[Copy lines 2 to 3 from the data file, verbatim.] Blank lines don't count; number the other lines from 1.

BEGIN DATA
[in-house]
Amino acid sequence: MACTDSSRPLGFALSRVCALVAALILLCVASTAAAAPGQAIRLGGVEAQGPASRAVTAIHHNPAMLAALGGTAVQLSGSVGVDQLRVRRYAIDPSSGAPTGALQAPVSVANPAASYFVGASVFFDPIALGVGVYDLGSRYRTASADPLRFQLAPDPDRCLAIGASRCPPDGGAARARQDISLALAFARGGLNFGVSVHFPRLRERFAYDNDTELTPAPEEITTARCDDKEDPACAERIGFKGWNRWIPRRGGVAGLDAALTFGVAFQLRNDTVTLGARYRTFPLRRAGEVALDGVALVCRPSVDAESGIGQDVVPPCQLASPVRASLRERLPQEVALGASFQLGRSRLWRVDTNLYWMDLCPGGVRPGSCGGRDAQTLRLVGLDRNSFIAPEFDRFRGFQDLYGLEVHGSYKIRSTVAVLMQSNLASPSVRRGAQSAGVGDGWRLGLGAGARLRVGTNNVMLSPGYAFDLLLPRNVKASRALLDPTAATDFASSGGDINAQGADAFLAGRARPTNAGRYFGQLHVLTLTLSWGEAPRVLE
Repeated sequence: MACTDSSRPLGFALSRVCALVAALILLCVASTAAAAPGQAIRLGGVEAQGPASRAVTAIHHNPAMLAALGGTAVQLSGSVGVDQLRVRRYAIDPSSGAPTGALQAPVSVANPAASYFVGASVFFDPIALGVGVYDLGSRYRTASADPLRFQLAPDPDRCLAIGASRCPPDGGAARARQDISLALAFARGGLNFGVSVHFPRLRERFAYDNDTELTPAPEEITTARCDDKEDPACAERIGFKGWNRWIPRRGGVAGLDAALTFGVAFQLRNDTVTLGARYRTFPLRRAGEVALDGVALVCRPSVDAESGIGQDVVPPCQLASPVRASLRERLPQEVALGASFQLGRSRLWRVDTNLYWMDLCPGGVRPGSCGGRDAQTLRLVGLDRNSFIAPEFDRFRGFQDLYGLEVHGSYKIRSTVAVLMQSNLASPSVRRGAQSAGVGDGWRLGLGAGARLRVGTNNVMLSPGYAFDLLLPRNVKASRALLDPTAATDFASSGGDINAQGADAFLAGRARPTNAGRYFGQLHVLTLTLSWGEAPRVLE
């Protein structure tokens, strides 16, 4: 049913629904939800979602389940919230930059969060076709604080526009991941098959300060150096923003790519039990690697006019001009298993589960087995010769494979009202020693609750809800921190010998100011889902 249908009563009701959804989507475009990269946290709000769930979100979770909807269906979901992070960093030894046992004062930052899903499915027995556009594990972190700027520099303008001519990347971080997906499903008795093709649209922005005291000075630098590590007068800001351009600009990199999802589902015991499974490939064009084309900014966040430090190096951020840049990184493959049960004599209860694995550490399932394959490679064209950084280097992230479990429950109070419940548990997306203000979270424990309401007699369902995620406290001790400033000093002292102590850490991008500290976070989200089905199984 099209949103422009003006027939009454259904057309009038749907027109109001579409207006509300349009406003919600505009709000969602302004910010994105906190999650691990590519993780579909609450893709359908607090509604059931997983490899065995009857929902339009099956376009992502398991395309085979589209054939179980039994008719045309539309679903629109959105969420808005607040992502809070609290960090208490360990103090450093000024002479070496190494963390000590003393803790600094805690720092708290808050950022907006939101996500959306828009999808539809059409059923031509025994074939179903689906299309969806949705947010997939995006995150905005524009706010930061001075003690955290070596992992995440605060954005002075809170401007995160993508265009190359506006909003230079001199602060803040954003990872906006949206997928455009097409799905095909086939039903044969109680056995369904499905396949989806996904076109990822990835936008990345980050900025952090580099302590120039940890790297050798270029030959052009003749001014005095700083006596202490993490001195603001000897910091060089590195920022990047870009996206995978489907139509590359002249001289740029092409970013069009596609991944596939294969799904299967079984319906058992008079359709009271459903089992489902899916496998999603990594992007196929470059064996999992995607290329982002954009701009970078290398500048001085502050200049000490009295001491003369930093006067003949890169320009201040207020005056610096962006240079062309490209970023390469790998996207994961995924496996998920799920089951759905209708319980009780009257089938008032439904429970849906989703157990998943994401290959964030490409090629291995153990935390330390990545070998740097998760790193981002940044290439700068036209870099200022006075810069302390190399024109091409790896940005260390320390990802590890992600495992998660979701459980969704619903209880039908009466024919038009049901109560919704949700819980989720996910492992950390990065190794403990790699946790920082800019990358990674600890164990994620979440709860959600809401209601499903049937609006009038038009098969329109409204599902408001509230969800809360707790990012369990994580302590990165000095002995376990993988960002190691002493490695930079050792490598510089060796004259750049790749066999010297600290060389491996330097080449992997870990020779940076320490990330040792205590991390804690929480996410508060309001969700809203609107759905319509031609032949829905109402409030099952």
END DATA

Amino acid sequence: MACTDSSRPLGFALSRVCALVAALILLCVASTAAAAPGQAIRLGGVEAQGPASRAVTAIHHNPAMLAALGGTAVQLSGSVGVDQLRVRRYAIDPSSGAPTGALQAPVSVANPAASYFVGASVFFDPIALGVGVYDLGSRYRTASADPLRFQLAPDPDRCLAIGASRCPPDGGAARARQDISLALAFARGGLNFGVSVHFPRLRERFAYDNDTELTPAPEEITTARCDDKEDPACAERIGFKGWNRWIPRRGGVAGLDAALTFGVAFQLRNDTVTLGARYRTFPLRRAGEVALDGVALVCRPSVDAESGIGQDVVPPCQLASPVRASLRERLPQEVALGASFQLGRSRLWRVDTNLYWMDLCPGGVRPGSCGGRDAQTLRLVGLDRNSFIAPEFDRFRGFQDLYGLEVHGSYKIRSTVAVLMQSNLASPSVRRGAQSAGVGDGWRLGLGAGARLRVGTNNVMLSPGYAFDLLLPRNVKASRALLDPTAATDFASSGGDINAQGADAFLAGRARPTNAGRYFGQLHVLTLTLSWGEAPRVLE
Repeated sequence: MACTDSSRPLGFALSRVCALVAALILLCVASTAAAAPGQAIRLGGVEAQGPASRAVTAIHHNPAMLAALGGTAVQLSGSVGVDQLRVRRYAIDPSSGAPTGALQAPVSVANPAASYFVGASVFFDPIALGVGVYDLGSRYRTASADPLRFQLAPDPDRCLAIGASRCPPDGGAARARQDISLALAFARGGLNFGVSVHFPRLRERFAYDNDTELTPAPEEITTARCDDKEDPACAERIGFKGWNRWIPRRGGVAGLDAALTFGVAFQLRNDTVTLGARYRTFPLRRAGEVALDGVALVCRPSVDAESGIGQDVVPPCQLASPVRASLRERLPQEVALGASFQLGRSRLWRVDTNLYWMDLCPGGVRPGSCGGRDAQTLRLVGLDRNSFIAPEFDRFRGFQDLYGLEVHGSYKIRSTVAVLMQSNLASPSVRRGAQSAGVGDGWRLGLGAGARLRVGTNNVMLSPGYAFDLLLPRNVKASRALLDPTAATDFASSGGDINAQGADAFLAGRARPTNAGRYFGQLHVLTLTLSWGEAPRVLE